The traditional prizes and awards that were awarded from the earliest years such as the Crowther, Luterz, and Randles Shields, the Devadasan and Shanmugam tophies were taken off out of whim. Some prizes were not judged properly. The Prologue was presented without proper understanding. Whistling in the main hall became usual.
by Adeeb Jibran
As a small kid just starting to find his way about the house, for the first time I heard the word ‘Kingswood’. My grandfather told me about Kingswood and so did my father. The Kingswood that my grandfather told me about was Mr.Blaze’s last years at College, as he was standing at the final assembly which he had attended with a walking stick. The Kingswood that my father told me about was a bit different than what my grandfather told me. Back in the day, even the lady who washed the dishes in the hostel apparently spoke in English. But, by my father’s period Kingswood was already adapting to the culture of a typical school managed by the government; that, somewhere in the mid-1980s it had even be proposed that Kingswood be renamed as Mulgampola Maha Vidyalaya. But, even these testing times would not have been as difficult as what Kingswood began facing after 2012. By the time I left the school in 2015, the “Old Kingswood” we all knew and loved had come down a different road where it now stands uncertainly.
The Kingswood that I experienced felt firm, confident and assured till 2012, the year I sat for my O/Ls. But, this was also the time where a certain degree of uncertainty and difficulty came in the way of my school. Things began to slowly deviate from what had, over the years, become traditions of the school. One small area I felt this was when the school’s rugby jersey started changing every year, taking various designs and sporting crazy patterns. The Kingswood rugby jersey had always been a uniform product. But, now, things had begun to change.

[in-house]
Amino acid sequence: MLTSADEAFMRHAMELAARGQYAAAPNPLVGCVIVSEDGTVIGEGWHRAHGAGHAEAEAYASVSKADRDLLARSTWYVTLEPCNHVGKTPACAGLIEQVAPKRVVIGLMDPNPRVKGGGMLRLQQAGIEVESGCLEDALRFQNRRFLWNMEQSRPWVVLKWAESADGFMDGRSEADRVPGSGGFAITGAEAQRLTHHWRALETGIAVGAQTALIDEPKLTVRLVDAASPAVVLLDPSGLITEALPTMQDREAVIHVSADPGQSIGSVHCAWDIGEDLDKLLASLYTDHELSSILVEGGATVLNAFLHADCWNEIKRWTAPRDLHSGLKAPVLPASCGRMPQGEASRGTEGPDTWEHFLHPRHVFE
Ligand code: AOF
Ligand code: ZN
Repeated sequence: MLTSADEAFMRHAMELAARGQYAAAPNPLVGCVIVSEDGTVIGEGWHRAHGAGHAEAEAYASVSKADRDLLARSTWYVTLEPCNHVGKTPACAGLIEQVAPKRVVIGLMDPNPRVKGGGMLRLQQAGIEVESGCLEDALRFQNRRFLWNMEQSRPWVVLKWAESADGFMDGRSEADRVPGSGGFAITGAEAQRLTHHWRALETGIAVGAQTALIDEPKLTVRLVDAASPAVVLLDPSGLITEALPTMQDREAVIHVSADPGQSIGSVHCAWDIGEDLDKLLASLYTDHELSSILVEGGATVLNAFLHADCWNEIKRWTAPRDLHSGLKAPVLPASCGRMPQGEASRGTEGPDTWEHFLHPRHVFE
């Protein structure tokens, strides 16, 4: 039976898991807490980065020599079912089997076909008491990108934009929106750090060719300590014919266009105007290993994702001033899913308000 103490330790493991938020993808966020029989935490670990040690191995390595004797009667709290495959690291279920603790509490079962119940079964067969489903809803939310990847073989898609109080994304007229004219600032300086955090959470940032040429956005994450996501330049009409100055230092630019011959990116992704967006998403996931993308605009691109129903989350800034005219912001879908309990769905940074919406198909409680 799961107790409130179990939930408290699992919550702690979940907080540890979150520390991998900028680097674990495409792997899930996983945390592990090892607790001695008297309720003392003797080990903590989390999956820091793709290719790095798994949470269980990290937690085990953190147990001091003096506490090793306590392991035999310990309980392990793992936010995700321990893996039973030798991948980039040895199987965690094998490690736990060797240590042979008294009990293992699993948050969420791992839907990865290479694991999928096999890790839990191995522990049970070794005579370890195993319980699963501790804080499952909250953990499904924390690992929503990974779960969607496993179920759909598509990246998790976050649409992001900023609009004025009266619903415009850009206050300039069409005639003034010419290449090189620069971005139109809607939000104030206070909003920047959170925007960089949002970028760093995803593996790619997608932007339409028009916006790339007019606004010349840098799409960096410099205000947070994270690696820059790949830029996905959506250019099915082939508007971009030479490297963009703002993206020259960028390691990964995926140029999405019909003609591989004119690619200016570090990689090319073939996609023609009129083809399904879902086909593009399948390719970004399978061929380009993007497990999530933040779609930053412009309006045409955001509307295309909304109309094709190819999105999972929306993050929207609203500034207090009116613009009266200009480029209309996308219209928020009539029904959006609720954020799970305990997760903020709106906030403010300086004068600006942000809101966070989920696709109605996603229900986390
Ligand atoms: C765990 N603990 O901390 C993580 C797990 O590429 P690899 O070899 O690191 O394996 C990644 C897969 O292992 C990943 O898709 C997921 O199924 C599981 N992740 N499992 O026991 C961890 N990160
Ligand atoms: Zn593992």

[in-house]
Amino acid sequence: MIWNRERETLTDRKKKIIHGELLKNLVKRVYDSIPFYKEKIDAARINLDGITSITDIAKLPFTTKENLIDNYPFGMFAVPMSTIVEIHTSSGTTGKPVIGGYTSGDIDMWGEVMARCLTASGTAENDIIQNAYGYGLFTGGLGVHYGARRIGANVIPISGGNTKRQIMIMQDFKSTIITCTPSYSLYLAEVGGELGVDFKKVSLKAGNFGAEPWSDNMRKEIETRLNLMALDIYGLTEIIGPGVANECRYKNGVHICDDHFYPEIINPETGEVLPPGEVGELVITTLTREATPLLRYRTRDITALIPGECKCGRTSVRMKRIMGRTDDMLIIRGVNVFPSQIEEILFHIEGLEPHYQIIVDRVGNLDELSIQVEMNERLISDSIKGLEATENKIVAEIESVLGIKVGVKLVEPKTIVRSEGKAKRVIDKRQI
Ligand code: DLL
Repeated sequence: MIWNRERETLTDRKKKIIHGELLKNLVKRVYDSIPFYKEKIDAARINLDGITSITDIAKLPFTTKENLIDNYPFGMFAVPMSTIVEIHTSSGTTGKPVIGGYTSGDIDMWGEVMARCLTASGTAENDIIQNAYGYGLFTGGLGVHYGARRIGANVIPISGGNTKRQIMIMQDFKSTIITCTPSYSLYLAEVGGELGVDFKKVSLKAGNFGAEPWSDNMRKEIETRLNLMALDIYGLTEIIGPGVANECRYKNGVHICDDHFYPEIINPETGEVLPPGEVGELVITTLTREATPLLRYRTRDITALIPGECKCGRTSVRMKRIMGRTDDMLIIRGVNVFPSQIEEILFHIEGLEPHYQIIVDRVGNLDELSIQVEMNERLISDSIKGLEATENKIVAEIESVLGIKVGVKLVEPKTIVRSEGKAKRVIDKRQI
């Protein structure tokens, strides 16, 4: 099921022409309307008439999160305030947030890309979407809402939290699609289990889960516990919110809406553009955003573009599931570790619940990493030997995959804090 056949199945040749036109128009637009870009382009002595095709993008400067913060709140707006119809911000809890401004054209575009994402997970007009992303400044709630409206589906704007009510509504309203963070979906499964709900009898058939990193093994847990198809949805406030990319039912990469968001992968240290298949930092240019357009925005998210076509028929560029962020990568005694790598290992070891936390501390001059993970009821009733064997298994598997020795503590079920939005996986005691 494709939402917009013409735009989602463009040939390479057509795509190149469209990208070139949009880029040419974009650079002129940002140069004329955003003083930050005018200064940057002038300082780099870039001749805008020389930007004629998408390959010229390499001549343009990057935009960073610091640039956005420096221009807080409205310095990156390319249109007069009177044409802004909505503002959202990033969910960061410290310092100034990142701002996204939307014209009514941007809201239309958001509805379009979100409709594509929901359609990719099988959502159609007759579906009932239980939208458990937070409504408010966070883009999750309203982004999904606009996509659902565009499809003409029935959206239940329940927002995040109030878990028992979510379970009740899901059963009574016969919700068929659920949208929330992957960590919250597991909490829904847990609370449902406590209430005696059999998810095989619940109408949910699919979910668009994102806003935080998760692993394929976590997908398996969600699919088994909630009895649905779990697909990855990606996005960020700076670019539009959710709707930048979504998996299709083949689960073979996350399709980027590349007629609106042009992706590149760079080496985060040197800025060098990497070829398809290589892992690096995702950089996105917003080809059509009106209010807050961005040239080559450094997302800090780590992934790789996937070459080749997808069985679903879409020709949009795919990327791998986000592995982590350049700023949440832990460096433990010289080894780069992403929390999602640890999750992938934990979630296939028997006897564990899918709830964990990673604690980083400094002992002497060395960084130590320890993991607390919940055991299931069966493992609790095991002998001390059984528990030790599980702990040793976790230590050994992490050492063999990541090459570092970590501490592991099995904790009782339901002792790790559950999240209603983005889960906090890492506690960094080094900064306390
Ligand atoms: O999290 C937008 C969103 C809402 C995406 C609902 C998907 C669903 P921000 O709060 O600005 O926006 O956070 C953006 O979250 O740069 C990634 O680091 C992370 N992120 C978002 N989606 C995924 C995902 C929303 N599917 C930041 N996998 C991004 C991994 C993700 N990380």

We still sang the soothing words – “Hill-throne where nature is gracious and Kind”, words which easily help us to visualize the landscape of the school we entered and exited every day – but… though the school song was repeated every day before school started, the school had started to change — I felt that the students had suddenly lost a vital part of that strong feeling of being a part of Kingswood: Blaze’s school. I saw this transformation as I had heard how it had once been. The Kingswood which Blaze visualized has by now deteriorated, not because of anything else, but because we have no written tradition anywhere. Yes, Blaze didn’t want it to be written. He thought it will be followed by heart by the generations to comes who will be the “gentlemen” he thought the school would be proud of. But sadly things had changed drastically, and I felt that by 2012 it couldn’t have got any worse.
Between 2012 and 2014 we at Kingswood did not have a Principal. The school was administrated by the Deputy Principals to the best of their experience and knowledge.
Everything was scattered. The central grip that seemed to have held the school together was loosened. Students roaming here and there like free cattle became a common, daily sight. Till the last day I left school, as a habit, I used to leave school late, at about 6 PM. Till about 2012, Kingswood was a very busy place during and after school. Things were so hectic that in the ground we often didn’t have a suitable space for Under-14 rugger practices. The main hall was a den of activity with either drama, eastern music, western music or debating. The gym used to be packed with karate and boxing players. The Primary band along with the Senior band and cadets marching and running around were common sights for anyone who hung around after school.